Our clerk and chief executive, Claire Clancy, will retire this month, and this is her penultimate Plenary. She has served in the office for more than 10 years, and this will be Plenary No. 643 for her. To acknowledge the value of her contribution, I will invite comments from party leaders. Carwyn Jones.
Diolch, Llywydd. I can say that there are few benefits to ageing, but one of the pleasures of serving as a founder Member of the Assembly is having seen the institution grow and develop over nearly 20 years. And, having served for 10 years, Claire has provided leadership for more than half of the National Assembly’s existence, but she will leave, of course, a significant imprint behind. The post Claire took up in February 2007 was very directly the product of the Government of Wales Act 2006. A key element of that Act, of course, was to separate the National Assembly and the Government—the legislature, of course, from the Executive. It took us forward; it was an important step, in fact, in our maturity as a democracy. And, of course, behind it lay a great deal of work in setting up the Commission and tooling it to do the job that it required. And that will be Claire’s lasting legacy to the Assembly. She supervised the transformation of the Assembly from a somewhat ad hoc body into a pillar of Wales’s democracy, capable of operating as a professional scrutiny body, in both Welsh and English. We know that security, sadly, is an area where we’ve seen great change during the years of Claire’s stewardship. Working with the police, and her wider team, she has, of course, helped to respond to the changing security environment, while succeeding in retaining the Assembly that is open to the public, literally as well as morally. I know, Claire, that your stewardship and your role is the culmination of a long career of public service in Wales. Before coming here, you were the chief executive of Companies House. Before that, of course, a long career in skills and training in Wales, at the Manpower Services Commission, and elsewhere. And I know that, in the 1990s, Claire spent two years on St Helena, supporting her late husband, Mike, who is very well and fondly remembered by his former colleagues in the Welsh civil service. We know, as Members of this Assembly, that we look to the Commission to give us the support and infrastructure we need to do the jobs that our voters sent us here to do. So, could I thank Claire for all that she has done, and, of course, wish her every success and happiness in the future? [Applause.]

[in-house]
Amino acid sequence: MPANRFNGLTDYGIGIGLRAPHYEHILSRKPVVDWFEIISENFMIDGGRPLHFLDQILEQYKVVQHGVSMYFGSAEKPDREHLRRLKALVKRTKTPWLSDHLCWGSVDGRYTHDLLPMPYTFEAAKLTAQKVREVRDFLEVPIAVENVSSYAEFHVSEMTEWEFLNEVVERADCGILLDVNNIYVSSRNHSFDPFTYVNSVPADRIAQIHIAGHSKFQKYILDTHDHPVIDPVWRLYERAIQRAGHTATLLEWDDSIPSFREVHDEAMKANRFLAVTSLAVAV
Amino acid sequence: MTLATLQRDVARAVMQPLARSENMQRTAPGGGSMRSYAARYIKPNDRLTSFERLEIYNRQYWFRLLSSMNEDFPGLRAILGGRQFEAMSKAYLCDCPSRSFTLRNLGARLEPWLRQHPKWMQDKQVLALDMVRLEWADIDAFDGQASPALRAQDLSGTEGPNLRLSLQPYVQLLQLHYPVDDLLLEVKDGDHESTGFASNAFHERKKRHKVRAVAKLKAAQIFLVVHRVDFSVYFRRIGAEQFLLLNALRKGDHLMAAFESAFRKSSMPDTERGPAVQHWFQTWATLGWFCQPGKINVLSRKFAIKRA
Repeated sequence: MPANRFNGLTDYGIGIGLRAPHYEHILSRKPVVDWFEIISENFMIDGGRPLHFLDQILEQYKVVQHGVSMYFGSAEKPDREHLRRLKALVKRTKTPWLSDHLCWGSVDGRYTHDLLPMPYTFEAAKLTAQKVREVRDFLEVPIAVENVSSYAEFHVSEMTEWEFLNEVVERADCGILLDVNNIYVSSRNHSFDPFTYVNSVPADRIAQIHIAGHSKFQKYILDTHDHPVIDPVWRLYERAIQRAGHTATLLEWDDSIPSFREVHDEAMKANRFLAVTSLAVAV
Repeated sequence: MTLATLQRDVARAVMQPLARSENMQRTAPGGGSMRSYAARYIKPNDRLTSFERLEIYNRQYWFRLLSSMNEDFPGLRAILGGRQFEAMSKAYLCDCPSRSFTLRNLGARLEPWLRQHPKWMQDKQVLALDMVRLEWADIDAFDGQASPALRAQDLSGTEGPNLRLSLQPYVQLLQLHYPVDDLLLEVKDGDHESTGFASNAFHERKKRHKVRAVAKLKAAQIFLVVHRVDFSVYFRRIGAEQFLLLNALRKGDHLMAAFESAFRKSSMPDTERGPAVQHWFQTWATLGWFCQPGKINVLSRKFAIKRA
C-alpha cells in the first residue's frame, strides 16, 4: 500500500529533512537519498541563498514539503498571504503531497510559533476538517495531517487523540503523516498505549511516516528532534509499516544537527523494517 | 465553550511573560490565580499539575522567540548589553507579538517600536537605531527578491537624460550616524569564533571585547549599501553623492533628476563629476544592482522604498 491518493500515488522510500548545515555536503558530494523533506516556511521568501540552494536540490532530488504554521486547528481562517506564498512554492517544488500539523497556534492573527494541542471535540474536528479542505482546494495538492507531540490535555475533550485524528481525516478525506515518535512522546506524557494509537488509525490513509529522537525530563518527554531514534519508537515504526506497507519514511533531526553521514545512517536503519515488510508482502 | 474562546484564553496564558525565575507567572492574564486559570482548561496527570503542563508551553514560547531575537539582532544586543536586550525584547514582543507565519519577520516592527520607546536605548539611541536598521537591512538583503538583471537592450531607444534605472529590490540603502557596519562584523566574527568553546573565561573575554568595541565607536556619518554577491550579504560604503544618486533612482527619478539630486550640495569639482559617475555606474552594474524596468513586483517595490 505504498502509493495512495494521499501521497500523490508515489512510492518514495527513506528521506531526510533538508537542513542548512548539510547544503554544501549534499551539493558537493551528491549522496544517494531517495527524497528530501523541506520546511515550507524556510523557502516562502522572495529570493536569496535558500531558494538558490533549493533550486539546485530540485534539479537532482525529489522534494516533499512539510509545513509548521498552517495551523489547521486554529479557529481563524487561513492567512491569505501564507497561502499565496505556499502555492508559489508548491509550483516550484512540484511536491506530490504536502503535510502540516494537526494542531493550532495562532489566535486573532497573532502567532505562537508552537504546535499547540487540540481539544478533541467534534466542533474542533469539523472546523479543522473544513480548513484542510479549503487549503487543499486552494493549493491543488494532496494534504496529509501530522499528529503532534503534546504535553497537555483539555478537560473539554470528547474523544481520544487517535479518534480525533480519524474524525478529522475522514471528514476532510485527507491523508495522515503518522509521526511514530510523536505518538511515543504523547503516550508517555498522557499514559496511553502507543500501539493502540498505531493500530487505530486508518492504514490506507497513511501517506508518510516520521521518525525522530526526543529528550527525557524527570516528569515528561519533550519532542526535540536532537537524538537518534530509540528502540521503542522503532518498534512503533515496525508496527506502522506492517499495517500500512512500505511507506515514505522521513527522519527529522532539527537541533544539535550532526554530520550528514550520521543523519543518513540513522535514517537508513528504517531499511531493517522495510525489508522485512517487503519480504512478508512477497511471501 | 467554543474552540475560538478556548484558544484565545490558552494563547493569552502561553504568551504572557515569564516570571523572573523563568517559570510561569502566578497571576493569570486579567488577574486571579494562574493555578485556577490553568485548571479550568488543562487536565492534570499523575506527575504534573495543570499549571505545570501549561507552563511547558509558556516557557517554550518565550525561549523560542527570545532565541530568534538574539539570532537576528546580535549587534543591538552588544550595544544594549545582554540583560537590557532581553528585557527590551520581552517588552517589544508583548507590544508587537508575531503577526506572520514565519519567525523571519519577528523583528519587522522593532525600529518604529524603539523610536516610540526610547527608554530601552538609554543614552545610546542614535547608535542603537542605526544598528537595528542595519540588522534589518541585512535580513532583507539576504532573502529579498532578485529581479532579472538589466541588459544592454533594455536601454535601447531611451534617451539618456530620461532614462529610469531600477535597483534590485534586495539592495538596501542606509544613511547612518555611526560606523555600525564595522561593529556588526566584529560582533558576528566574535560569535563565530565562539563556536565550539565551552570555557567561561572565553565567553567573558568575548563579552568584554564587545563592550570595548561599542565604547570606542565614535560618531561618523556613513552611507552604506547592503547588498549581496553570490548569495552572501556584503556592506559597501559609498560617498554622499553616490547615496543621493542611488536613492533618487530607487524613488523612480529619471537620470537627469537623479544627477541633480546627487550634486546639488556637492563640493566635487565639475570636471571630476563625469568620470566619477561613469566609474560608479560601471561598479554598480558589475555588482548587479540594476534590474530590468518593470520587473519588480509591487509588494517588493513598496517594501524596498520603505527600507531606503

On behalf of Plaid Cymru, I’d like to place on record our gratitude to Claire Clancy for having served the National Assembly for 10 years. She’s been a constant source of support and guidance for all Members, across the Chamber. And, alongside the current and previous Presiding Officers, she’s developed and improved the Assembly since 2007—a period of significant change in how laws are made in Wales. We’ve seen a growth in the responsibilities of this Assembly. There’s also been a growth in voter turnout, public engagement and public support, and Claire Clancy has played a leading role in all of those developments. I’m confident that Welsh democracy will develop much further in the future, and that that will be possible because of the contribution that Claire has made to date. So, diolch yn fawr iawn, Claire, and best wishes to you for the future.
I well remember the first time I walked into this Chamber, in 2007, and Claire was the other side, there, to take the oath of office for newly elected Members. I didn’t realise the mosaic in front of us here—the Heart of Wales—was there; I just set my eyes on the clerk of the Assembly and walked straight across the mosaic, and sent the fear of God into the clerk. I was, at that stage, about 15.5 stone, so it didn’t crack; if I did walk across it now, it might cause a problem. But, from that day forth, I have come, over the 10 years, as my group has come, to appreciate the advice, the support, and the continuity of that support and advice that you’ve given us as a group, but to the Assembly as a whole. And the Assembly, in that 10 years, has grown in stature to be a Parliament, and a Parliament with legislative and, now, tax-raising responsibilities. And that is in no small part due to the contribution that you have made as the clerk of the Assembly and the chief adviser to the Presiding Officer. I do thank you for all the support you have given us. I do wish you well, and your family, in retirement. I hope it will not be the last time we see you and that you do come back, on many occasions, to see how we develop over the coming years. But, it has been a privilege and it has been a pleasure, and, on behalf of the Welsh Conservative group, I thank you most sincerely for all the time, effort and support you have given us all. Thank you. [Applause.]